‘Old’ Review: What a Drag It is Getting Old

Old Film Cast
Vicky Krieps, Thomasin McKenzie, Gael García Bernal, and Luca Faustino Rodriguez in ‘Old’ (Photo Credit: Phobymo © Universal Studios)

Things have been looking up for two-time Oscar-nominated filmmaker M. Night Shyamalan who began his career with 1999’s The Sixth Sense and gave us decent scares with 2002’s Signs before his career careened off course with Lady in the Water, The Happening (wind as a villain is never a good choice), and After Earth. He got back on track with 2016’s Split and Apple TV+’s brilliant series, Servant, which he executive produces and directed episodes of. Unfortunately, Shyamalan’s mini-hot streak ends with the 2021 horror/thriller, Old.

Old’s loosely based on the graphic novel Sandcastle by French writer Pierre Oscar Lévy and artist Frederik Peeters. The action’s set in a tropical paradise complete with resort staff who immediately serve guests their favorite cocktails (based on a questionnaire completed before arrival) and supply a fully stocked candy station for the kiddies. The creep factor is instantly apparent; these resort employees are far too cheery and helpful.

The resort manager (Gustaf Hammarsten) selects a small group of guests to invite to a very private, secluded beach. First up is a family of four who desperately need a little R&R. Guy (Gael Garcia Bernal) and Prisca (Vicky Krieps) are obviously having major relationship issues and it’s hinted that Prisca is ill which is part of the reason they’re keeping their 11-year-old daughter, Maddox (Alexa Swinton), and six-year-old son, Trent (Nolan River), in the dark by pretending everything is hunky-dory.

Also invited are a racist douchebag doctor named Charles (Rufus Sewell), his trophy wife, Chrystal (Abbey Lee), their adorable six-year-old daughter, Kara (Kylie Begley), and Charles’ elderly mom, Agnes (Kathleen Chalfant). Jarin (Ken Leung) and Patricia (Nikki Amuka-Bird) join them and seem to be the only couple who enjoy being in each other’s presence.

A rapper with a bloody nose who goes by the ridiculous name Mid-Size Sedan (Aaron Pierre) and his dead girlfriend complete the carefully selected group who have the gorgeous beach all to themselves.

It doesn’t take long for the beachgoers to realize there’s something freaky going on. The dead woman on the beach isn’t nearly as worrisome to the group as Trent outgrowing his swim trunks for no logical reason. Soon it’s apparent Trent’s shorts aren’t the only thing growing as the kids mysteriously age up within hours of arriving on the beach. The youngsters become teenagers (played by Alex Wolff, Thomasin McKenzie, and Eliza Scanlen) while the adults begin showing the effects of age with new wrinkles and hearing loss. With no hope of escape from this twisted paradise, the strangers come to the realization their lives are slipping away as the minutes tick by.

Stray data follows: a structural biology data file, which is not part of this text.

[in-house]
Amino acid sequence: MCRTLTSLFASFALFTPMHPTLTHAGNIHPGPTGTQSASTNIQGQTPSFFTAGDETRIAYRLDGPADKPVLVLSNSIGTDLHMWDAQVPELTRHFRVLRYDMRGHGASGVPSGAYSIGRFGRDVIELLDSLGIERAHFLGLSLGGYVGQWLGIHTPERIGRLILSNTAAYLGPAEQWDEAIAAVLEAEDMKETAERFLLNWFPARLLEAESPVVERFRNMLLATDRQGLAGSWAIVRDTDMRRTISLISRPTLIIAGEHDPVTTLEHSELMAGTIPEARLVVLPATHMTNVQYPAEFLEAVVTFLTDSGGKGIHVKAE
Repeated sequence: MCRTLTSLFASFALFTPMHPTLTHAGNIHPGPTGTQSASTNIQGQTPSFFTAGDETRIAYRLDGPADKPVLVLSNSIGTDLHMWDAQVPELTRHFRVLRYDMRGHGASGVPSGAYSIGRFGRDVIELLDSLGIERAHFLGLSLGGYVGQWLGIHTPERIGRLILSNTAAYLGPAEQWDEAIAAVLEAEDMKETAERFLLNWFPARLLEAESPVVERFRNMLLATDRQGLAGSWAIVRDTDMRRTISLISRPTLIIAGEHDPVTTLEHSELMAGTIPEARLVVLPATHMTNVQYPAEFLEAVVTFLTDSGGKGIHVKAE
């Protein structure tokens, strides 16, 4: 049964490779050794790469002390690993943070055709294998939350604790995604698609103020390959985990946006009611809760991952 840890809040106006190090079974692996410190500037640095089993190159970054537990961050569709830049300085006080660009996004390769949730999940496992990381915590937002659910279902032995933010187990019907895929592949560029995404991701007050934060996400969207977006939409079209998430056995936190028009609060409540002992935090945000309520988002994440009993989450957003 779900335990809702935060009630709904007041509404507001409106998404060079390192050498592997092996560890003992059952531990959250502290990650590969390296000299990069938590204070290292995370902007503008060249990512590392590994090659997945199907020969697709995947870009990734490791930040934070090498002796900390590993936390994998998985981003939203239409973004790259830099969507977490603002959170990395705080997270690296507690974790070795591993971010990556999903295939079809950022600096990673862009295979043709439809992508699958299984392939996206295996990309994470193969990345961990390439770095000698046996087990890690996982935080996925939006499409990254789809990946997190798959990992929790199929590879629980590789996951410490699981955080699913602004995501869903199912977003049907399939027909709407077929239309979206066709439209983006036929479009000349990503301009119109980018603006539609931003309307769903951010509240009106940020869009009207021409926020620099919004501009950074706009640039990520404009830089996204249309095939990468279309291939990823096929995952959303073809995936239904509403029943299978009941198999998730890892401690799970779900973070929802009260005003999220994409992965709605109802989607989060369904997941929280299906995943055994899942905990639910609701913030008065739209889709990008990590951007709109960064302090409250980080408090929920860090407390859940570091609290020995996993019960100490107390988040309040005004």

Love the premise, hate the way it’s executed pretty much sums up my opinion of M. Night Shyamalan’s Old. It could have been a fascinating character study of how each member of this eclectic group faces the prospect of death – the keyword here being “could.” It’s not, because Shyamalan hasn’t offered us a single character to like or sympathize with. There’s no character development which makes it impossible to feel any empathy or become invested in their outcomes. When they die, we simply don’t care. Not only that, but we also root for quite a few of these insufferable characters to die horrific deaths because they deserve it. Or at least Shyamalan hasn’t given us any reason to believe otherwise.

In one of the film’s earlier scenes, Prisca warns her kids to stop rushing life and stop “wishing away the moment.” I’d loved to have seen a film that takes that line and runs with it. Instead, it’s just a throw-away piece of dialogue. Over the following hour and a half plus the characters never evolve past being two-dimensional, dispensable horror film caricatures. We’re provided no insight into how each of these strangers is dealing with their mortality. There’s simply nothing interesting going on.

There’s a classic M. Night Shyamalan twist at the end which is morally edgy enough to be interesting. However, after sitting through repetitive scenes with horrible dialogue spouted by disposable characters it’s difficult to justify sticking around for the twist.


MPAA Rating: PG-13 for disturbing images, brief strong language, partial nudity, strong violence, and suggestive content

Release Date: July 23, 2021

Running Time: 1 hour 48 minutes

Studio: Universal Pictures